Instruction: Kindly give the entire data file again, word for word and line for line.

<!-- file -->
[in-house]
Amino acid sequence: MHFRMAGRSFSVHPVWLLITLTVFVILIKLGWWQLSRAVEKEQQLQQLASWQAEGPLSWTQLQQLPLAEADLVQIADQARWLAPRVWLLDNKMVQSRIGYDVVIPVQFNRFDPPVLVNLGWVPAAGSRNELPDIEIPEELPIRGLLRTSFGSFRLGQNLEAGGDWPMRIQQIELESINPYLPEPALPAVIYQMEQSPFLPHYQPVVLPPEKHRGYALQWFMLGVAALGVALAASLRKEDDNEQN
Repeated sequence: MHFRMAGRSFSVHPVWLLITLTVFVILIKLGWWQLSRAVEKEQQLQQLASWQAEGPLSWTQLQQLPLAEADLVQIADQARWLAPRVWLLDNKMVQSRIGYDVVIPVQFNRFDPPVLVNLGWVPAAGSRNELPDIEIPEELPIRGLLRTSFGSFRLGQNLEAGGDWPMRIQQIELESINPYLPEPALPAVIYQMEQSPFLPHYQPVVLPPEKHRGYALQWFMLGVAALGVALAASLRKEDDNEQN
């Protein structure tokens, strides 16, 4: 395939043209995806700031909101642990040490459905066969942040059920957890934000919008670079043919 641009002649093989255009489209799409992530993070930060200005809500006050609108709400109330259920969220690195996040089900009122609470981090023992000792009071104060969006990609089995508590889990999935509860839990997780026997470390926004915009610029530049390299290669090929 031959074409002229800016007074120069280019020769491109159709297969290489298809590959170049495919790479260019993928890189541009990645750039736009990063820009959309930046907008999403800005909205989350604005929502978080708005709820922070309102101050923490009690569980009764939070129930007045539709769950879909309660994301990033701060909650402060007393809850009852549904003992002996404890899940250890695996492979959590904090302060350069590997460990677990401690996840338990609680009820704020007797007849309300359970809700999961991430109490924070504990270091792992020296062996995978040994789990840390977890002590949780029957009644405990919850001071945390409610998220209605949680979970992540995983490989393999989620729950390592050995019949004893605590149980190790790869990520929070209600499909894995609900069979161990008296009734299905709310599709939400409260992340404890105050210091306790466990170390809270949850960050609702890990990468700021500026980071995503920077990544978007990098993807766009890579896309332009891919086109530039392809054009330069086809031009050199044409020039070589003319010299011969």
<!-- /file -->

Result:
[in-house]
Amino acid sequence: MHFRMAGRSFSVHPVWLLITLTVFVILIKLGWWQLSRAVEKEQQLQQLASWQAEGPLSWTQLQQLPLAEADLVQIADQARWLAPRVWLLDNKMVQSRIGYDVVIPVQFNRFDPPVLVNLGWVPAAGSRNELPDIEIPEELPIRGLLRTSFGSFRLGQNLEAGGDWPMRIQQIELESINPYLPEPALPAVIYQMEQSPFLPHYQPVVLPPEKHRGYALQWFMLGVAALGVALAASLRKEDDNEQN
Repeated sequence: MHFRMAGRSFSVHPVWLLITLTVFVILIKLGWWQLSRAVEKEQQLQQLASWQAEGPLSWTQLQQLPLAEADLVQIADQARWLAPRVWLLDNKMVQSRIGYDVVIPVQFNRFDPPVLVNLGWVPAAGSRNELPDIEIPEELPIRGLLRTSFGSFRLGQNLEAGGDWPMRIQQIELESINPYLPEPALPAVIYQMEQSPFLPHYQPVVLPPEKHRGYALQWFMLGVAALGVALAASLRKEDDNEQN
């Protein structure tokens, strides 16, 4: 395939043209995806700031909101642990040490459905066969942040059920957890934000919008670079043919 641009002649093989255009489209799409992530993070930060200005809500006050609108709400109330259920969220690195996040089900009122609470981090023992000792009071104060969006990609089995508590889990999935509860839990997780026997470390926004915009610029530049390299290669090929 031959074409002229800016007074120069280019020769491109159709297969290489298809590959170049495919790479260019993928890189541009990645750039736009990063820009959309930046907008999403800005909205989350604005929502978080708005709820922070309102101050923490009690569980009764939070129930007045539709769950879909309660994301990033701060909650402060007393809850009852549904003992002996404890899940250890695996492979959590904090302060350069590997460990677990401690996840338990609680009820704020007797007849309300359970809700999961991430109490924070504990270091792992020296062996995978040994789990840390977890002590949780029957009644405990919850001071945390409610998220209605949680979970992540995983490989393999989620729950390592050995019949004893605590149980190790790869990520929070209600499909894995609900069979161990008296009734299905709310599709939400409260992340404890105050210091306790466990170390809270949850960050609702890990990468700021500026980071995503920077990544978007990098993807766009890579896309332009891919086109530039392809054009330069086809031009050199044409020039070589003319010299011969």